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article imageAddo Elephant Park fence comes down

By Lee Labuschagne     Sep 17, 2010 in Environment
The elephants of the Addo Elephant National Park in the Eastern Cape, South Africa, can now move about more freely after a length of fence was removed between two sections of the park.
MediaClubSA reports that a 4km-long piece of fence between the Colchester area in the South and the main game area to the immediate north, was brought down by volunteers, rangers and other workers, resulting in 24 000ha more for animals to explore.
Janine Erasmus' report for MediaClubSA says the historic dismantling will now enable animals to move down to the Colchester area, which has undergone upgrades worth R45-million (US$6.2-million) in total on roads, fencing, wildlife introduction, a new rest camp and other maintenance.
About the park
The Addo Elephant National Park, an important tourism drawcard for this region, is located near the Sundays River and managed by the South African National Parks authority (SANParks). It was proclaimed to protect the region’s elephants, which had almost been wiped out by farmers and ivory hunters during the 18th and 19th centuries. By the time the park came into being, only a handful of the magnificent beasts were left.
From the initial population of 11 when Addo was proclaimed in 1931, elephant numbers have now risen to more than 450, making this one of the most concentrated populations of African elephant (Loxodonta africana) on the continent.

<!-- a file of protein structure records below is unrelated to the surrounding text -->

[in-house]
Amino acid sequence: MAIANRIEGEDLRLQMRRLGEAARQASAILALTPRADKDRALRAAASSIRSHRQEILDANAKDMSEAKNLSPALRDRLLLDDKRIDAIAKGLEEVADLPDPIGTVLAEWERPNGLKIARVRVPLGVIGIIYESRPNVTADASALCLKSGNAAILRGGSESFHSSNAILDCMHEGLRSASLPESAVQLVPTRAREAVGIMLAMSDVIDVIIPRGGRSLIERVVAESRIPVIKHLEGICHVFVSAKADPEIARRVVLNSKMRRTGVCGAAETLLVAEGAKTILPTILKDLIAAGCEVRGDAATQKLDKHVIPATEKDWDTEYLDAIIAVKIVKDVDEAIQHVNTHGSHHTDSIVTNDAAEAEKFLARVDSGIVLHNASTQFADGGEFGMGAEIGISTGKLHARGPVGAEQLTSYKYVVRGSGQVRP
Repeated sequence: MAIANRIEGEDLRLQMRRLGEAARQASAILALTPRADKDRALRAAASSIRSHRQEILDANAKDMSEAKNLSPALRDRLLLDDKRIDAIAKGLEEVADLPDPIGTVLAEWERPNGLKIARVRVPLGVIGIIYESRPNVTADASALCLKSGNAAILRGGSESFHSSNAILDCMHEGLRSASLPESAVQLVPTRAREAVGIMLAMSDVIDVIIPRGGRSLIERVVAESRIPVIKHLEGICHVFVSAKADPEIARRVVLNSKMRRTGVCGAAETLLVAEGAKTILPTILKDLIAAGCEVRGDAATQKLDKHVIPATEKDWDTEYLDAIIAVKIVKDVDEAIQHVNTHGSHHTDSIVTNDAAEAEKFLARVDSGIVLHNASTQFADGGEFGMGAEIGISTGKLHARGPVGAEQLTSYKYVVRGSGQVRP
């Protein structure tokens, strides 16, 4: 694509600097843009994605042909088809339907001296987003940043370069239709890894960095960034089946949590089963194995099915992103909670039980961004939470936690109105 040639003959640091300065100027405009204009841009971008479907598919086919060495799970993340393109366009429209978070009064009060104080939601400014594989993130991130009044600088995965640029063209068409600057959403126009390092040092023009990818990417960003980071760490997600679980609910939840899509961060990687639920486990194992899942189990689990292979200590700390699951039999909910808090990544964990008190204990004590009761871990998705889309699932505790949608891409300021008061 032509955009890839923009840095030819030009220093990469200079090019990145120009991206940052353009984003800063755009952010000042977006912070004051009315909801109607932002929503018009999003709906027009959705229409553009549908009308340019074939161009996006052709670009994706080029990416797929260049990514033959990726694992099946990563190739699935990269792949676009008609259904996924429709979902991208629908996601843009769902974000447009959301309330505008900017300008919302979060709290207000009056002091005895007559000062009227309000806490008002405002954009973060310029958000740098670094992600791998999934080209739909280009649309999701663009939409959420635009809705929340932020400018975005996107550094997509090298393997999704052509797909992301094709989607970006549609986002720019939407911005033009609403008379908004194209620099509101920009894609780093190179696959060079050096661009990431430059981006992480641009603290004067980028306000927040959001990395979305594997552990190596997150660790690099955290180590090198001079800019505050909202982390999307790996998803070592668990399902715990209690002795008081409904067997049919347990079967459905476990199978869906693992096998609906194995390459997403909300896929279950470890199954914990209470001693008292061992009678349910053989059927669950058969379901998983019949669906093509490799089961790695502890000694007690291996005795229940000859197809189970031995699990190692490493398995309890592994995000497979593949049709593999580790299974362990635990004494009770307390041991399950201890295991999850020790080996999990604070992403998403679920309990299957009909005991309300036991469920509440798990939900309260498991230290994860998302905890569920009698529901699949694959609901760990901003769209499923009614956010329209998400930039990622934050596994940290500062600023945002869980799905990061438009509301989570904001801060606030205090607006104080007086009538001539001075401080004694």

Originally 2 000ha in area, the park today extends over 164 000ha, but an even bigger expansion of the park is planned, which will see the area grow to 360 000ha. An additional 120 000ha marine reserve is also to be proclaimed.
No citrus fruit, please!
Interestingly, citrus fruit is forbidden in Addo’s game-viewing areas, as the elephants have developed a craving for them over the years. Because the cruelty of hunting had left the survivors aggressive and frightened, rangers fed them truckloads of oranges in an attempt to pacify them during the park’s early days. Now a single whiff could lead to disaster, as they are powerful enough to destroy a car – and its occupants – in an attempt to reach their favourite fruit.
A rich diversity of species
* Addo is home to many other animal species as well, from the critically endangered black rhino (Diceros bicornis) and the vulnerable Cape mountain zebra (Equus zebra zebra) to the black-backed jackal, various antelope species and the industrious Addo flightless dung beetle (Circellium bacchus) which is unique to the area,
* The flora is equally important: like other South African reserves, the park is a natural treasure, with five of the country’s seven biomes found within its borders. These are the Albany Thicket, Fynbos, Forest, Nama Karoo and the Indian Ocean Coastal Belt biomes.
* With its large stretch of Algoa Bay coastline, marine conservation is another priority. According to Addo management, the park incorporates the largest coastal dune field in the Southern hemisphere. T(he southern right whale and the great white shark, along with the lion, leopard, buffalo, rhino and elephant, comprise the so-called Big Seven.)
* The world’s largest breeding population of Cape gannets, and second largest breeding colony of African penguins, are also protected there.
* Addo also contains a number of interesting archaeological sites, including rock art in the Zuurberg caves and remains of the nomadic Strandloper (an Afrikaans word meaning “beach walker”) people, who roamed the area during the Later Stone Age (between 40 000 and 10 000 years ago).
More about Elephants, Addo elephant park, Nature conservation, Eastern cape
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